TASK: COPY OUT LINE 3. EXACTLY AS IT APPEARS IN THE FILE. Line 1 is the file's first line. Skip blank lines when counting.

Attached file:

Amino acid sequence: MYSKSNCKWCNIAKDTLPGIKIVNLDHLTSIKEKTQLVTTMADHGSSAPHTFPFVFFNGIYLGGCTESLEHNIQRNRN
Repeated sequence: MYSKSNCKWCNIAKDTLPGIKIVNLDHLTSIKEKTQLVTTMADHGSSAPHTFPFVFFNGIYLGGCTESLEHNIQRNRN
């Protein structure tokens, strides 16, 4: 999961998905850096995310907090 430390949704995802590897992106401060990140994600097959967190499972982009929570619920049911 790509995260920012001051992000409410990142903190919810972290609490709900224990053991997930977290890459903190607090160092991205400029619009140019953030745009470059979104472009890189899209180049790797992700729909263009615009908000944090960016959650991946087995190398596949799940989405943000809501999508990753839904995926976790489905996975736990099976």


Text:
């Protein structure tokens, strides 16, 4: 999961998905850096995310907090 430390949704995802590897992106401060990140994600097959967190499972982009929570619920049911 790509995260920012001051992000409410990142903190919810972290609490709900224990053991997930977290890459903190607090160092991205400029619009140019953030745009470059979104472009890189899209180049790797992700729909263009615009908000944090960016959650991946087995190398596949799940989405943000809501999508990753839904995926976790489905996975736990099976």